Objectives: This study was performed to evaluate the characteristics, mode of inheritance and etiology of familial dilated cardiomyopathy (FDC).
Background: A genetic form of disease transmission has been identified in a relevant proportion of patients with dilated cardiomyopathy (DCM). Variable clinical characteristics and patterns of inheritance, and an increased frequency of cardiac antibodies have been reported. An analysis of FDC may improve the understanding of the disease and the management of patients.
Methods: Of 350 consecutive patients with idiopathic DCM, 281 relatives from 60 families were examined. Family studies included clinical examination, electrocardiography, echocardiography and blood sampling. Of the 60 DCM index patients examined, 39 were attributable to FDC and 21 were due to sporadic DCM. Clinical features, histology, mode of inheritance and autoimmune serology were examined, molecular genetic studies were undertaken and the difference between familial and sporadic forms was analyzed.
Results: Only a younger age (p = 0.0005) and a higher ejection fraction (p = 0.03) could clinically distinguish FDC patients from those with sporadic DCM. However, a number of distinct subtypes of FDC were identified: 1) autosomal dominant, the most frequent form (56%); 2) autosomal recessive (16%), characterized by worse prognosis; 3) X-linked FDC (10%), with different mutations of the dystrophin gene; 4) a novel form of autosomal dominant DCM with subclinical skeletal muscle disease (7.7%); 5) FDC with conduction defects (2.6%), and 6) rare unclassifiable forms (7.7%). The forms with skeletal muscle involvement were characterized by a restrictive filling pattern; the forms with isolated cardiomyopathy had an increased frequency of organ-specific cardiac autoantibodies. Histologic signs of myocarditis were frequent and nonspecific.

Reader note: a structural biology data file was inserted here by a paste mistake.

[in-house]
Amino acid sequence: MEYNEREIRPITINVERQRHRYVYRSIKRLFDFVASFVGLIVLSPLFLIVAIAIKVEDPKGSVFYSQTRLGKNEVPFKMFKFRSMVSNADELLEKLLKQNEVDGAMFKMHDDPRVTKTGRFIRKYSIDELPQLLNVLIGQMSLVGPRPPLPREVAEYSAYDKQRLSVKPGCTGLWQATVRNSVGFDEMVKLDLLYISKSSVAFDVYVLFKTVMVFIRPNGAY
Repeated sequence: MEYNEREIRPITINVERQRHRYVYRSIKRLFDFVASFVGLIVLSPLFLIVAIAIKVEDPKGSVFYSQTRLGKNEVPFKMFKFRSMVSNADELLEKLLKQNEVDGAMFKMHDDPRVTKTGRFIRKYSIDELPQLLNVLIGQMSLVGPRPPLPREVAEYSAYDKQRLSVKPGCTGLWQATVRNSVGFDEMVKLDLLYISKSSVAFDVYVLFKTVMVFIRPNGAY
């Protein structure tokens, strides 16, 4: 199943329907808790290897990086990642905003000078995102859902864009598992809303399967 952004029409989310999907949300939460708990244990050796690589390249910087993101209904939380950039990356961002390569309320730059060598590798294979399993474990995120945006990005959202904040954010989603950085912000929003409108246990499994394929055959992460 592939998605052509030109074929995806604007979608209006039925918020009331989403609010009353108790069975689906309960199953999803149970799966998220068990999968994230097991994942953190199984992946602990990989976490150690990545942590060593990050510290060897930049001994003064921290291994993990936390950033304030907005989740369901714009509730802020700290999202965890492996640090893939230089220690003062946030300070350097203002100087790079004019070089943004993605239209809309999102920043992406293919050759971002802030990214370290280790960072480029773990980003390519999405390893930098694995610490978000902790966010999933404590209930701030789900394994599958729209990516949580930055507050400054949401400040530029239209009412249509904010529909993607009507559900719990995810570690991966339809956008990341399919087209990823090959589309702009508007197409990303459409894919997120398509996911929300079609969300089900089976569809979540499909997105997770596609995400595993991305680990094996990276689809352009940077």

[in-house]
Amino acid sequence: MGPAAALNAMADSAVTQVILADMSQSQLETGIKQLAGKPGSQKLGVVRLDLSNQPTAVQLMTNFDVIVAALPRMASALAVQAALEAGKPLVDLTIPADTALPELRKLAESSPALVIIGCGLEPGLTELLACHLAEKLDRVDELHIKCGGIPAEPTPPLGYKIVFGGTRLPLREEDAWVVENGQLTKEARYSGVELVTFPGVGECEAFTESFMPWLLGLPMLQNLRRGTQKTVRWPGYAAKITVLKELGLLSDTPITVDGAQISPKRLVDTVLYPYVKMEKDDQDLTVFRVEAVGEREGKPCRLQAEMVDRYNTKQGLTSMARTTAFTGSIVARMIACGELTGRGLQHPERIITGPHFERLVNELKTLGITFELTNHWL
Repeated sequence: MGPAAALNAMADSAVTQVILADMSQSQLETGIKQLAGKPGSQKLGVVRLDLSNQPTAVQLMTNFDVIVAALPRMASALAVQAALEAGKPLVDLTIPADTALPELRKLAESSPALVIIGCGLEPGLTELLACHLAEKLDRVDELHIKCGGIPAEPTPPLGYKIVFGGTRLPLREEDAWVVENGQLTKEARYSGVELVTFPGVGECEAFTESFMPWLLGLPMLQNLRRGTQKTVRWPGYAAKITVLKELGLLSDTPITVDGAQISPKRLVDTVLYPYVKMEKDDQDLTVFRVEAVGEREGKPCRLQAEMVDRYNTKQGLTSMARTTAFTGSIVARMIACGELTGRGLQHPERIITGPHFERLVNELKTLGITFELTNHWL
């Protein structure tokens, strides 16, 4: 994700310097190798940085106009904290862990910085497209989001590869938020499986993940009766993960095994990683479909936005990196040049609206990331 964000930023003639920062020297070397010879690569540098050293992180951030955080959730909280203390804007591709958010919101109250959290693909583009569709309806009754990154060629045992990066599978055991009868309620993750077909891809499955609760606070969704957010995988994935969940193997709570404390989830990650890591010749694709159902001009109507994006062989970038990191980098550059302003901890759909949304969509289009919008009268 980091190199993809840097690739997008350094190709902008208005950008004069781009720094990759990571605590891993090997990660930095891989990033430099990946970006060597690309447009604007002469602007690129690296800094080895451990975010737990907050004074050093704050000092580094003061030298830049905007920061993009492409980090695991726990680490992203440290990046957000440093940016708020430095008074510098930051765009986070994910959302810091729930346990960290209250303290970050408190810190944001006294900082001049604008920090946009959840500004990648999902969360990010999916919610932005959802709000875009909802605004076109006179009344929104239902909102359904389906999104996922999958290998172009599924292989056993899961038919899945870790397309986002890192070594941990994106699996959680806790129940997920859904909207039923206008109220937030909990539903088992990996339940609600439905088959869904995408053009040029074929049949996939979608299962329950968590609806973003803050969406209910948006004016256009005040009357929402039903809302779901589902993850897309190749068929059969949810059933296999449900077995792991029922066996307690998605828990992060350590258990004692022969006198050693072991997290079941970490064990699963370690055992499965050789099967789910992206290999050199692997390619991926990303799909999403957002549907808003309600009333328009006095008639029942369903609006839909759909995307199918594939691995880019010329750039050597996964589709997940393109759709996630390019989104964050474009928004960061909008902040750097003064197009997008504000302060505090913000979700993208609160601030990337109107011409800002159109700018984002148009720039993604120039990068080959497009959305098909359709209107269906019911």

Conclusions: Familial dilated cardiomyopathy is frequent, cannot be predicted on a clinical or morphologic basis and requires family screening for identification. The phenotypic heterogeneity, different patterns of transmission, different frequencies of cardiac autoantibodies and the initial molecular genetic data indicate that multiple genes and pathogenetic mechanisms can lead to FDC.